The View From Here – Price-fixing on bread is a transgression for which $25 gift cards do not adequately compensate

Tom Henihan

There is nothing more symbolic of the sustenance of human life than bread.

Its significance is so vital that its symbolism reaches into matters of faith and bread is referenced across cultures as the essence of life.

Its connotations is both humble and profound.

Throughout the world and through millennia bread is connected to both spiritual and mortal existence:

Give us our daily bread – bread is the staff of life – cast bread upon the waters and so on.

To break bread with others represents the idea of kinship and an act of social communion.

Only water is as highly suggestive of the essence of life, so to think that Loblaws and Weston’s have colluded for fourteen years in a price-fixing scheme to keep the price of bread artificially high is a serious violation of long established norms.

To inflate the price of something as essential as bread is deeply anti-social, it is a breach of an unspoken covenant that bread being essential to all is therefore sacrosanct and off limits to profiteering and unfettered greed.

To engage in the price-fixing of bread for over fourteen years is evidence of a remorseless corporate attitude that preys voraciously on everything, even the food that we eat.

Bread is not a luxury item, it is not a discretionary purchase and for Loblaws to attempt the easy fix of offering customers a $25 gift card to compensate for cheating for well over a decade is further evidence of its mercenary conduct.

Besides, it is widely agreed that the gift card initiative does not provide anything close to adequate compensation and it is likely that the gift cards are a ploy to have customers sign away any additional right to compensation.

It is also a possible ruse to attract customers into its stores, as the $25 gift cards are only redeemable at Loblaws.

Of course, from any perspective, criminal and immoral behaviour should not just go away with a sweeping self-serving strategy masquerading as a gesture of compensation and goodwill.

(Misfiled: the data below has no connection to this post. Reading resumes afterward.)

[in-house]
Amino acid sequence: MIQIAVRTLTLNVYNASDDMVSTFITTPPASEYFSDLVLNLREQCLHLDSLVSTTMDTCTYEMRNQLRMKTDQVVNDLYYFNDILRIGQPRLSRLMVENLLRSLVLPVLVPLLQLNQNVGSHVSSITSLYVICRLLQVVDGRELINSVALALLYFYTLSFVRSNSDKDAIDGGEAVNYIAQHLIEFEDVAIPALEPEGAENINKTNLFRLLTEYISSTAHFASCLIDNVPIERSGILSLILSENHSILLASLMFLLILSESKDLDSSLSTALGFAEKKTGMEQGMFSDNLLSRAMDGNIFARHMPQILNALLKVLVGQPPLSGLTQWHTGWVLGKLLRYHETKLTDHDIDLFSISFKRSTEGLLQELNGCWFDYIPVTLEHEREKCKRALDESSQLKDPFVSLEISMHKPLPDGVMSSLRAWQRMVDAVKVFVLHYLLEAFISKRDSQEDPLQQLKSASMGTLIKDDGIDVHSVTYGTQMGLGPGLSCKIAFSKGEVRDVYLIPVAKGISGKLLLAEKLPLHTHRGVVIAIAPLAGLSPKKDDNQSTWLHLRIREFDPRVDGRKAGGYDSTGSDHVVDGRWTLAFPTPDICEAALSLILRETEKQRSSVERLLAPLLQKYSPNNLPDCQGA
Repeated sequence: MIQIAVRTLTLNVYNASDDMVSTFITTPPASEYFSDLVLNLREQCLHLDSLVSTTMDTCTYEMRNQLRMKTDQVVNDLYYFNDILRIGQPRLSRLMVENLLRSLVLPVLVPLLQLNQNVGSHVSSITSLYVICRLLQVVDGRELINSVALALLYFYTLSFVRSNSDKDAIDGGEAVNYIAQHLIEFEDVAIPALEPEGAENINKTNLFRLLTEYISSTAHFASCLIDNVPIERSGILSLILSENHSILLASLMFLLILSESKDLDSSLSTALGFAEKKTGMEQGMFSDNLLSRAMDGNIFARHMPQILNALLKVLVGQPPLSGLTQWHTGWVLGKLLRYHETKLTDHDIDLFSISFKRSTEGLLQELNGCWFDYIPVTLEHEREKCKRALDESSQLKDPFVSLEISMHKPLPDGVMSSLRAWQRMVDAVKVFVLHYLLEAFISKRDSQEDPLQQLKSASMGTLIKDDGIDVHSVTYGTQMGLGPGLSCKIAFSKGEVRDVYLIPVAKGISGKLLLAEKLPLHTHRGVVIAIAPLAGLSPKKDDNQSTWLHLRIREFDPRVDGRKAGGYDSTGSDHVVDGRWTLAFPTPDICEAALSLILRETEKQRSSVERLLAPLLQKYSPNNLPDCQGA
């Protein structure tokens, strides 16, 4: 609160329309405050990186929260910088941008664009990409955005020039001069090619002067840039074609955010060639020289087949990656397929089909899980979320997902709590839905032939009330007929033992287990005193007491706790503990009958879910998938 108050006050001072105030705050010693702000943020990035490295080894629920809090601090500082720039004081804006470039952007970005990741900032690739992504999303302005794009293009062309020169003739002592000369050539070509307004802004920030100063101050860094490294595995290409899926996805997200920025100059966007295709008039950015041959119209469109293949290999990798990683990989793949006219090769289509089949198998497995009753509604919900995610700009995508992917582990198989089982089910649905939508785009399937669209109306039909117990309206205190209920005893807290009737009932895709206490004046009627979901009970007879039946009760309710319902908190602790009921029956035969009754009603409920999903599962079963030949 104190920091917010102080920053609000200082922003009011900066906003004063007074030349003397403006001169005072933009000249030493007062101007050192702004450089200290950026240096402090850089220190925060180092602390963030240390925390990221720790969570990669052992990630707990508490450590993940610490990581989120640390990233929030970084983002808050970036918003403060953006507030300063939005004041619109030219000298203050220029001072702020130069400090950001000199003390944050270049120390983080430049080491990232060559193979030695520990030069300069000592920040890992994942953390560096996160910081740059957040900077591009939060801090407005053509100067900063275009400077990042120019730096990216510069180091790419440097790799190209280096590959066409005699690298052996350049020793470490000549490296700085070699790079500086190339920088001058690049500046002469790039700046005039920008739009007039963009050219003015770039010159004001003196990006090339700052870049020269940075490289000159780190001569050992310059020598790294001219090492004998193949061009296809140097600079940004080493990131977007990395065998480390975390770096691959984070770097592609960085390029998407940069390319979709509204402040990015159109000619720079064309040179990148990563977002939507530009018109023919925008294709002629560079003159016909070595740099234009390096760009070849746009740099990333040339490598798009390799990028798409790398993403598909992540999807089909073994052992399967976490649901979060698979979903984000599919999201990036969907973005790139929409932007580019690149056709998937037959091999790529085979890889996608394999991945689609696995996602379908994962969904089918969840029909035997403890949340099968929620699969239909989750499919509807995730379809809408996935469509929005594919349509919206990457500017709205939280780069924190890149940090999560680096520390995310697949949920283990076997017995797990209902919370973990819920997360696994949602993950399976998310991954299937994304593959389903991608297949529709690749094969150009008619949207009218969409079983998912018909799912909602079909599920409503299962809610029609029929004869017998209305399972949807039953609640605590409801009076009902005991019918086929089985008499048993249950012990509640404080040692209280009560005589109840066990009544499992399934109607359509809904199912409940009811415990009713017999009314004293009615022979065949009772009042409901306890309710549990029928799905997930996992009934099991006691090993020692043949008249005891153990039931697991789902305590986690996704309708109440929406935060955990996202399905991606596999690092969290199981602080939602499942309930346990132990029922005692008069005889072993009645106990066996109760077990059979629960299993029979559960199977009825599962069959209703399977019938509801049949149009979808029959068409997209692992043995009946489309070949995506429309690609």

Fortunately, there are at least two class-action lawsuits underway, one in Quebec and one led by an anti-poverty activist in Ontario seeking $1 billion in damages from Loblaw, George Weston and a number of other companies.

Apart from compensation and class action lawsuits, Loblaws, Weston’s and all other players involved in this swindle should have to account for their actions before the law.

When a common criminal is caught stealing he or she are not just held to account for the amount they stole but they are also punished for their crime. Big businesses and corporations should be held to the same level of accountability.

We are well aware of the dubiousness of banks, insurance companies and entities of that ilk and we are learning to never be complacent or blindly trust their pitch.

However, to have to shop for groceries in a defensive mindset means that there is no corner left where the consumer is not a target of corporate greed.

Now that this shameful price-fixing scheme between Loblaws and Westons has been exposed, consumers – that is ordinary citizens – should express their outrage loud enough that grocery chains will feel censured and reassure Canadians that this kind of breach of trust and abuse of people at such a fundamental level will never happen again.

As Mahatma Gandhi once said, “There are people in the world so hungry, that God cannot appear to them except in the form of bread.”

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